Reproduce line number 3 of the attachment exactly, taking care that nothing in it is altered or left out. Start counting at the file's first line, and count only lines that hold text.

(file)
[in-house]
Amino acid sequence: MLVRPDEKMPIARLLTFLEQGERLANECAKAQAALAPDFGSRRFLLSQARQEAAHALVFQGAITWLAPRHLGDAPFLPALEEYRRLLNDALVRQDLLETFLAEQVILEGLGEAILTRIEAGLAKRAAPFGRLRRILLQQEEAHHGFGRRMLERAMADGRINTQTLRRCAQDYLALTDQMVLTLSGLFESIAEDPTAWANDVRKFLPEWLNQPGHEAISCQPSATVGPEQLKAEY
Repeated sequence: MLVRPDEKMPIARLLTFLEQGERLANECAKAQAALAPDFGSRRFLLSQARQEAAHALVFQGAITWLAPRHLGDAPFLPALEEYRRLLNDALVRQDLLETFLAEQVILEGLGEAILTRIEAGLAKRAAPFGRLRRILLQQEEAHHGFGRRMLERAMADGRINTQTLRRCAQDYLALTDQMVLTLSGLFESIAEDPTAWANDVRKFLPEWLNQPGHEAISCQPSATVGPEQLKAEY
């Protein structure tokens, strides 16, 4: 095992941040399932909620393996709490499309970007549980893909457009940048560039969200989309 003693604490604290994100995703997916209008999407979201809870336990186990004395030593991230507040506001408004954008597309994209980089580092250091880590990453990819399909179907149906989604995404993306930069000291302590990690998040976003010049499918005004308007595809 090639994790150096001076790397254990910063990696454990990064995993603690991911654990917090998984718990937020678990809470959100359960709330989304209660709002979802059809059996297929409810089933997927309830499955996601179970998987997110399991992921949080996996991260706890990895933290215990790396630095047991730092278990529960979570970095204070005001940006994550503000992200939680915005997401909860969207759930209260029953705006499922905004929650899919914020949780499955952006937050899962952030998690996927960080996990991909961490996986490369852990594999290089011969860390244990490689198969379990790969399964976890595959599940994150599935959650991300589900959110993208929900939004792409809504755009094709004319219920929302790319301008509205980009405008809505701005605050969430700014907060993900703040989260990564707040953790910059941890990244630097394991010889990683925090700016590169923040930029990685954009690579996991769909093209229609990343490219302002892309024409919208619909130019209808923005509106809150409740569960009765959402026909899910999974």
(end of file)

Repeated sequence: MLVRPDEKMPIARLLTFLEQGERLANECAKAQAALAPDFGSRRFLLSQARQEAAHALVFQGAITWLAPRHLGDAPFLPALEEYRRLLNDALVRQDLLETFLAEQVILEGLGEAILTRIEAGLAKRAAPFGRLRRILLQQEEAHHGFGRRMLERAMADGRINTQTLRRCAQDYLALTDQMVLTLSGLFESIAEDPTAWANDVRKFLPEWLNQPGHEAISCQPSATVGPEQLKAEY